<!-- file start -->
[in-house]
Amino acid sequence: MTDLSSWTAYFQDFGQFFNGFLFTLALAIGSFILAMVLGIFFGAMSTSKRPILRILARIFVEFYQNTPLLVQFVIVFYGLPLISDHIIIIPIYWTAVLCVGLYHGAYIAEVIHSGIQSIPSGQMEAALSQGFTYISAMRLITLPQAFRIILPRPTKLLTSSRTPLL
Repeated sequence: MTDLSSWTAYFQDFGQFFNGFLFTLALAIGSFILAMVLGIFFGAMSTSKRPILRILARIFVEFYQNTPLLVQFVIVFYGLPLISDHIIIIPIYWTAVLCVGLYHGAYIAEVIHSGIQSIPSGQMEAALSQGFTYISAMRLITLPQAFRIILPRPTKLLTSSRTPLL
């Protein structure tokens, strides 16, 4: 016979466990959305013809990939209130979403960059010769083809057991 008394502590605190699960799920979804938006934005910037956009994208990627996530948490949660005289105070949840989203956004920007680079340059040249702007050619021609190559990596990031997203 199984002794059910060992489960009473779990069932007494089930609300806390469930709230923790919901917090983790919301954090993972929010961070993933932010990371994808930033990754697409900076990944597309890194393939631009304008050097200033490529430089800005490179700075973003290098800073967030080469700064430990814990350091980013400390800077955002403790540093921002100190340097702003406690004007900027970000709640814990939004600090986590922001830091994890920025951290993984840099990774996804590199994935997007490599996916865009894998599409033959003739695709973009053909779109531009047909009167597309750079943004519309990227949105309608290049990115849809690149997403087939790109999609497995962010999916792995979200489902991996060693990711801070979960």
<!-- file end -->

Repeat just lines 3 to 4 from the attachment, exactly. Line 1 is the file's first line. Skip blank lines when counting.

Repeated sequence: MTDLSSWTAYFQDFGQFFNGFLFTLALAIGSFILAMVLGIFFGAMSTSKRPILRILARIFVEFYQNTPLLVQFVIVFYGLPLISDHIIIIPIYWTAVLCVGLYHGAYIAEVIHSGIQSIPSGQMEAALSQGFTYISAMRLITLPQAFRIILPRPTKLLTSSRTPLL
């Protein structure tokens, strides 16, 4: 016979466990959305013809990939209130979403960059010769083809057991 008394502590605190699960799920979804938006934005910037956009994208990627996530948490949660005289105070949840989203956004920007680079340059040249702007050619021609190559990596990031997203 199984002794059910060992489960009473779990069932007494089930609300806390469930709230923790919901917090983790919301954090993972929010961070993933932010990371994808930033990754697409900076990944597309890194393939631009304008050097200033490529430089800005490179700075973003290098800073967030080469700064430990814990350091980013400390800077955002403790540093921002100190340097702003406690004007900027970000709640814990939004600090986590922001830091994890920025951290993984840099990774996804590199994935997007490599996916865009894998599409033959003739695709973009053909779109531009047909009167597309750079943004519309990227949105309608290049990115849809690149997403087939790109999609497995962010999916792995979200489902991996060693990711801070979960």